Regardless of your class rank or credit count, you can seize the day and recognize that life is unpredictable, and the path less traveled is often the hardest, but the one that will give you the most rewards at the end of the day. So seize the moment. Be aware of it. Celebrate it and appreciate it.

Robin Williams was a great man. His contribution to our world was to make sure we knew what it was for someone to embrace each moment. He did this by giving us everything he had, at every chance he was given. In my view his purpose in life, or at the least his desire, was to make us smile, and laugh and cry. He lived in this selfless way to teach us this lesson of Carpe Diem.

I hope as the year begins we can hold these words close to our thoughts and the memory of him close to our hearts. And be inspired by them both to make most of your academic career and your journey through this time in your lives because it is a great time indeed. Live for it now. Carpe Diem.

“No matter what people tell you, words and ideas can change the world. “
Robin Williams


Robert Karp
Undergraduate Academic Advising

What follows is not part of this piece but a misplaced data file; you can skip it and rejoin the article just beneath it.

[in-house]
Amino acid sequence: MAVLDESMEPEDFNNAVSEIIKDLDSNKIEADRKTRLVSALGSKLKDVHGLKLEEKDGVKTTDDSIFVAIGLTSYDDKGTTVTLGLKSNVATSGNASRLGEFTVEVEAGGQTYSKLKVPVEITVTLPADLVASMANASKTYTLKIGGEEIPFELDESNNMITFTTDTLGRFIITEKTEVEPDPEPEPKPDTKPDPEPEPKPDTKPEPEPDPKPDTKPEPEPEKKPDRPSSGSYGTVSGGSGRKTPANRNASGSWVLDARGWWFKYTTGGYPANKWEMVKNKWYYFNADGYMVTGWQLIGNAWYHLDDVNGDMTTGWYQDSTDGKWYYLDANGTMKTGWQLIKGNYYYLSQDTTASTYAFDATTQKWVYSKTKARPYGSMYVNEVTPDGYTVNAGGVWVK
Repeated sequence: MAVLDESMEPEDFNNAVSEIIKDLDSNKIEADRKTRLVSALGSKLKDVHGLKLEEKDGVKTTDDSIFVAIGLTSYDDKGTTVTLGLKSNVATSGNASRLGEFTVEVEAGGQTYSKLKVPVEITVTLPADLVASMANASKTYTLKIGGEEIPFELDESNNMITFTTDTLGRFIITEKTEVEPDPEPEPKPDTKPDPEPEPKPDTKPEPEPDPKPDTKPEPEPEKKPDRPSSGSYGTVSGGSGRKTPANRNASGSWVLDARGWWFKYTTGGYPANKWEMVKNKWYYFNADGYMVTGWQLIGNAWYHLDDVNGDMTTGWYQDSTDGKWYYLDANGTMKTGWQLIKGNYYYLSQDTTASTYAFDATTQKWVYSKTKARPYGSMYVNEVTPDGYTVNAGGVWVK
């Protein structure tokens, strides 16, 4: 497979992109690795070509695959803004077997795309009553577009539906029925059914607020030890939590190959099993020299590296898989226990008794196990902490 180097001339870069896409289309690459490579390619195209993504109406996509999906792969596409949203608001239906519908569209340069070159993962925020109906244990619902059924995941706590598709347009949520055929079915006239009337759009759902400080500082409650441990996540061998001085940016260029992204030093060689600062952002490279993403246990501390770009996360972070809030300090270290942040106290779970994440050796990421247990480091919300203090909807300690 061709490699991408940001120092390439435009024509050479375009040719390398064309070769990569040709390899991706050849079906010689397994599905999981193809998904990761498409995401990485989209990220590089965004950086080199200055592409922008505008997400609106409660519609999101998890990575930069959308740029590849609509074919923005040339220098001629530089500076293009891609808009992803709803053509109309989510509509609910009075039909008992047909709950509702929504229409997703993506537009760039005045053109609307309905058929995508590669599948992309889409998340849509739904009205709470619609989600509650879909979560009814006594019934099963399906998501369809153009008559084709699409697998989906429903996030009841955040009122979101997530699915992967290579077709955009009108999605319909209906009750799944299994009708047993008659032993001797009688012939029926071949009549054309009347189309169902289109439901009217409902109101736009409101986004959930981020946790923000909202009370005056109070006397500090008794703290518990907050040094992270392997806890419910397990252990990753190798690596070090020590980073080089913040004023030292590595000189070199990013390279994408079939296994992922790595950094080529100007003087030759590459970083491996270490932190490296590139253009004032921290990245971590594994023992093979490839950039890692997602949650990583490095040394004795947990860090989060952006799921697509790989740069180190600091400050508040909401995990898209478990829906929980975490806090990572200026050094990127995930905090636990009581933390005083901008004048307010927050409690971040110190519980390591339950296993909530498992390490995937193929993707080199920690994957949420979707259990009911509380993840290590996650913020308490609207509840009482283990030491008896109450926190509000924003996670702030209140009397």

Finals FAQ’s …..Answered!

kcFinals time has finally arrived! You may find yourself asking a lot of questions about how you should prepare for your finals. We have the answers to some of the most common questions!

I have so many exams to study for; how can I maximize my time when studying?

Consider your preferred learning style. When studying, do you learn best by: using images and diagrams? Repeating aloud the material and talking about it with others? Working with models and being physically engaged with the content? Reading and writing….and then, rereading and rewriting? These characteristics describe four different learning styles – visual, auditory, kinesthetic, read/write.   Draw on study strategies that match your preferred way to learn in order to maximize your study time.   Find specific study strategies for each learning style by viewing the Targeting your Learning Style for Success presentation in the Academic Success & Study Strategies section on our resource page.